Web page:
For smart cards to be used in a PC environment, it is necessary to have a terminal that is connected to the PC and to have support from the PC software. The difficulty here is naturally that in the past, each type of terminal required its own software driver to be installed in the PC. Each driver in turn had its own software interfaces, so in practice it was not possible to generate terminal-independent software. In the mid-1990s, work began on developing specifications for terminal-independent integration of smart cards into PC programs. This occurred in various countries and was performed by a wide variety of organizations. Internationally, two industrial standards have come to prevail: Personal Computer / Smart Card (PC/SC) and Open Card Framework (OCF). In Germany, as well as other countries, the Multifunktionales Kartenterminal (MKT) specification has been in place for some time. It has achieved surprisingly widespread used within the German-speaking realm. All three of these specifications are described in summary form below, and they can also be obtained free of charge via the Internet.

The first efforts to generate an international specification for linking cards with PC began in May 1996. The companies Bull, Hewlett-Packard, Microsoft, Schlumberger, Siemens Nixdorf, Gemplus, IBM, Sun, Verifone and Toshiba participated in the development of this specification. Version 1.0 of the ‘Interoperability Specification for ICCs and Personal Computer Systems’ was published in December 1997. It consists of eight parts, which are described in Table 11.2. The working group was known as PC/SC (for ‘personal computer / smart card’), and this abbreviation is also used to refer to the specification. It can be obtained via the Internet from the WWW server of the specification group [PC/SC].  integrated into any desired application in a manner that is largely independent of programming language, since it supports widely used languages such as C, C++, Java and Basic. The only prerequisites are that a suitable driver must be available for the terminal to be used and the smart card must be PC/SC-compatible. However, this compatibility requirement is reasonably non-critical, since the scope has been kept relatively broad. The easiest way to gain an overall understanding of the PS/SC specification is to view it in terms of the defined hardware and software components. The following seven components are described in terms of their functions and mutual interfaces:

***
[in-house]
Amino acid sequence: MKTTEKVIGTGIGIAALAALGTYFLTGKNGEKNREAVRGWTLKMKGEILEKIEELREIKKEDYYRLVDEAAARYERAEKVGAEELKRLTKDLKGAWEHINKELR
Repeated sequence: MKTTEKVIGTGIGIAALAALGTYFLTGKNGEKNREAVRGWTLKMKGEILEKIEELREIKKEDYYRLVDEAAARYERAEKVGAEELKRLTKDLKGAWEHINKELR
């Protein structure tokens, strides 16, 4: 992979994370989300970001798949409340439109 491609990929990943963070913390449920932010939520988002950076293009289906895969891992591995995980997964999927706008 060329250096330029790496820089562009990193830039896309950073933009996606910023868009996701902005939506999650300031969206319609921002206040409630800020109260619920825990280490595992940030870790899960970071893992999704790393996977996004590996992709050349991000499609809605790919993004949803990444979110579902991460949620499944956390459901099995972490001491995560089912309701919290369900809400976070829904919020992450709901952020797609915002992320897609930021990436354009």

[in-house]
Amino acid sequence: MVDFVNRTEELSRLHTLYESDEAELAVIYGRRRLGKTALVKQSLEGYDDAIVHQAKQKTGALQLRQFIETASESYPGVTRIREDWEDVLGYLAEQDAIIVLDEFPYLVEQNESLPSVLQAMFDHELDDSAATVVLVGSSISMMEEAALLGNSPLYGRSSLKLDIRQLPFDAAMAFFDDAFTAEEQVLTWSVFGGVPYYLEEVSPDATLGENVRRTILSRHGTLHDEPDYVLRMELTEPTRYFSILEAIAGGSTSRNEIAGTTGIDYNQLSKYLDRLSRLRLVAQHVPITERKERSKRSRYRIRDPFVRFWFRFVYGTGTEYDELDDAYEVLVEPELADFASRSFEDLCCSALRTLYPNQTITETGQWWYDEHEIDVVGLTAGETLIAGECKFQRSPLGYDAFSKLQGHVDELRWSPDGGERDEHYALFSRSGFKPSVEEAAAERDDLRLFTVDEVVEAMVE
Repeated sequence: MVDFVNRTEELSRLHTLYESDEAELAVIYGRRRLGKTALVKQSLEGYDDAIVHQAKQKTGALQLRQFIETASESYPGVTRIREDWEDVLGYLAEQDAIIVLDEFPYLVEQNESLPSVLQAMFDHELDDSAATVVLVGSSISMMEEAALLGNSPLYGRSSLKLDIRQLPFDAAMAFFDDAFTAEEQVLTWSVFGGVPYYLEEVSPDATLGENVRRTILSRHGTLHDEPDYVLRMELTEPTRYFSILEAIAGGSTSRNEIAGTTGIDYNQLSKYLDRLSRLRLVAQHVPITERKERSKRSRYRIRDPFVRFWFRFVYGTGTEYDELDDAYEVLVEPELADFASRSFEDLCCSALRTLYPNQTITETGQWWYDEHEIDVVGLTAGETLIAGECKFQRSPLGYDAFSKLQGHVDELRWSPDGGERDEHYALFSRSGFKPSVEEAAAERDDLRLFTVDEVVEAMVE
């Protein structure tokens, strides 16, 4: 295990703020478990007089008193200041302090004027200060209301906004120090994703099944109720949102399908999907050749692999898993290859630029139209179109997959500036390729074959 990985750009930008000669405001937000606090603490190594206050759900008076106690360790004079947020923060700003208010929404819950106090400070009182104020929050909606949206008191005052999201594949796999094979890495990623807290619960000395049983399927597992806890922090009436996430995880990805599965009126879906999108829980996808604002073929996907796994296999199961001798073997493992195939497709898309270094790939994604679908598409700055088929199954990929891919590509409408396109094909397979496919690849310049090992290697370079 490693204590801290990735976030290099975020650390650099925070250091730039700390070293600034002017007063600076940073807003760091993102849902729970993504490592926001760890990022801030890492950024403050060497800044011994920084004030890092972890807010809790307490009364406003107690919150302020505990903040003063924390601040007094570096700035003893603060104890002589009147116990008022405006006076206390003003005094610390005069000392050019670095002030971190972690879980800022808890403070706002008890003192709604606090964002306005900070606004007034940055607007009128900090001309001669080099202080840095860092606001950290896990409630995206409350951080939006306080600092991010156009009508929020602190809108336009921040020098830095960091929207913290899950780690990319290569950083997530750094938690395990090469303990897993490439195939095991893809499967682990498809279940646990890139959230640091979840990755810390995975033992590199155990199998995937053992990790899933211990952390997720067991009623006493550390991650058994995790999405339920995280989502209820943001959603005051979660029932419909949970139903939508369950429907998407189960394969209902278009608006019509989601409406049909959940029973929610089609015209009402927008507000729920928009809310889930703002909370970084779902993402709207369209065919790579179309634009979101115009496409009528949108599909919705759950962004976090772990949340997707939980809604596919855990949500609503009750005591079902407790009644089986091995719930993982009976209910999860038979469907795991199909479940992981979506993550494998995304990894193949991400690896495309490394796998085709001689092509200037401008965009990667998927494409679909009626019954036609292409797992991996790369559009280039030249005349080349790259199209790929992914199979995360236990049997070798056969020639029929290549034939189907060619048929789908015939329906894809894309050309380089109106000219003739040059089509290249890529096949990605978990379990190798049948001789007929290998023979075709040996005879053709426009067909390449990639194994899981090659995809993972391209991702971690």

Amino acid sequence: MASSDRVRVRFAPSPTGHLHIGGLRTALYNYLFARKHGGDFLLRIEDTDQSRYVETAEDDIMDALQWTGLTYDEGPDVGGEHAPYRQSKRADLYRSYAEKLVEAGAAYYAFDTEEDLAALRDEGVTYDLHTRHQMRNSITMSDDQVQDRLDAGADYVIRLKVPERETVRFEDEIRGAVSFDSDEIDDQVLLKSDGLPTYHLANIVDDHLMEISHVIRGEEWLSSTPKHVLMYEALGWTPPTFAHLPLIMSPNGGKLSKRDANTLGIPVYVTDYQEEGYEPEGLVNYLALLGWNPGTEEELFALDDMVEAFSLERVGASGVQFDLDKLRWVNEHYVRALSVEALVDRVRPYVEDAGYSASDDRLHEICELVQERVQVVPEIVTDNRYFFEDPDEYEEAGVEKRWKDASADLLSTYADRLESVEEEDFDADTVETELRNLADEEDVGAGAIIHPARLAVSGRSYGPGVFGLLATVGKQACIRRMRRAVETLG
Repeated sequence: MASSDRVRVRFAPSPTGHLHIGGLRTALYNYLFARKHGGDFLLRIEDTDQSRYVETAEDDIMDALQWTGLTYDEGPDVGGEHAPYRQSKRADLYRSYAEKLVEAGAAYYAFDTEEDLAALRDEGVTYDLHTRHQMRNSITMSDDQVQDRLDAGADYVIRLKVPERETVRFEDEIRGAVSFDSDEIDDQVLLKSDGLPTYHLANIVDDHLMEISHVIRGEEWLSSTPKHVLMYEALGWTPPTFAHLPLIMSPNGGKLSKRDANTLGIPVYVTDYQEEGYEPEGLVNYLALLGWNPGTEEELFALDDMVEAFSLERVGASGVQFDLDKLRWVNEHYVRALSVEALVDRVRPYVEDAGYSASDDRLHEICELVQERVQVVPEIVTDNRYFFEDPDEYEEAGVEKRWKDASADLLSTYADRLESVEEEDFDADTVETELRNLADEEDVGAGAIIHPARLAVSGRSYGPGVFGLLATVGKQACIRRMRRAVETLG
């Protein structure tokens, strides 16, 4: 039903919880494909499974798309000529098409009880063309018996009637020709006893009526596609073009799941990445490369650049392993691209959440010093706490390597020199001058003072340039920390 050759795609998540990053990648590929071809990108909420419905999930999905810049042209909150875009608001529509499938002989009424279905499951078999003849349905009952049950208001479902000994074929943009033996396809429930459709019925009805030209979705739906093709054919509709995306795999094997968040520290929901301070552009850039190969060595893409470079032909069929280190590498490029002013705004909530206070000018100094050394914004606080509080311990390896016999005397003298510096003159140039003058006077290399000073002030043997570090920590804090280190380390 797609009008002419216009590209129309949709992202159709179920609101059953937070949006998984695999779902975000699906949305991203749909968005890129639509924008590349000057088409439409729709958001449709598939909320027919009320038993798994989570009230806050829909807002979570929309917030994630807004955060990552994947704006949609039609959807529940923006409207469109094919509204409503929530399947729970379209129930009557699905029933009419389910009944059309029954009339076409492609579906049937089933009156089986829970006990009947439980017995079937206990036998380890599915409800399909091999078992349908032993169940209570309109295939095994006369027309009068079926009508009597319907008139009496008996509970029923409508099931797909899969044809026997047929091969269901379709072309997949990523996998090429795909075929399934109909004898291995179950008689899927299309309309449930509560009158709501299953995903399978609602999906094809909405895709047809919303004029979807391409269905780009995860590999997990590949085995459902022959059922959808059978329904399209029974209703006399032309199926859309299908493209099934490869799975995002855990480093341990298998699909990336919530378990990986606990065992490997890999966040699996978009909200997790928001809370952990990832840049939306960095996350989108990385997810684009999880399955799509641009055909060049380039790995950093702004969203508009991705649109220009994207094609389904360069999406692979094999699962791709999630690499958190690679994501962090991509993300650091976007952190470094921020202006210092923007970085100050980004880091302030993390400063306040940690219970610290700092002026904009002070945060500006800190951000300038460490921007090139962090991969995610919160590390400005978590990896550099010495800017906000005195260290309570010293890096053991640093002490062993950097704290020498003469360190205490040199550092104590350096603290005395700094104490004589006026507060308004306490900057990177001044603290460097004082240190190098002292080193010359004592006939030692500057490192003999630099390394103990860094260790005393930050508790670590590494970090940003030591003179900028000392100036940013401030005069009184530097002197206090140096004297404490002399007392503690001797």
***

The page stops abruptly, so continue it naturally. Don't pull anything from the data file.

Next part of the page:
–ICC-aware application
–ICC service provider
–Crypto service provider
–ICC resource manager
–IFD handler
The tasks and functions of each of these components are briefly described below, in the order in which they are listed above.

ICC-aware application
This is an application that runs on a PC and that wishes to use the functions and data of one or more smart cards. It can also be an application that runs under a multiuser operating system with multitasking and multithreading.

Service provider
The function of the service provider is to encapsulate the individual functions of a smart card, independent of whatever operating system is used in the smart card. For example, it is possible to select a file via the API of the service provider without knowing the smart card command used for this purpose or having any idea of the coding of this command. The service provider component is split into the ICC service provider and the crypto service provider. This is done to avoid problems with export restrictions that many countries have with regard to cryptographic algorithms. The separate crypto service provider, which handles all functions that can cause export problems, can be omitted. In this case, the PC/SC interface can be used for all functions except cryptographic functions. The service provider does not have to be a single piece of software. It can also consist of multiple software components linked by a network. For example, it is possible to locate the crypto service provider on a cryptographically secure or high-performance computer that is isolated from the remainder of the PC/SC components.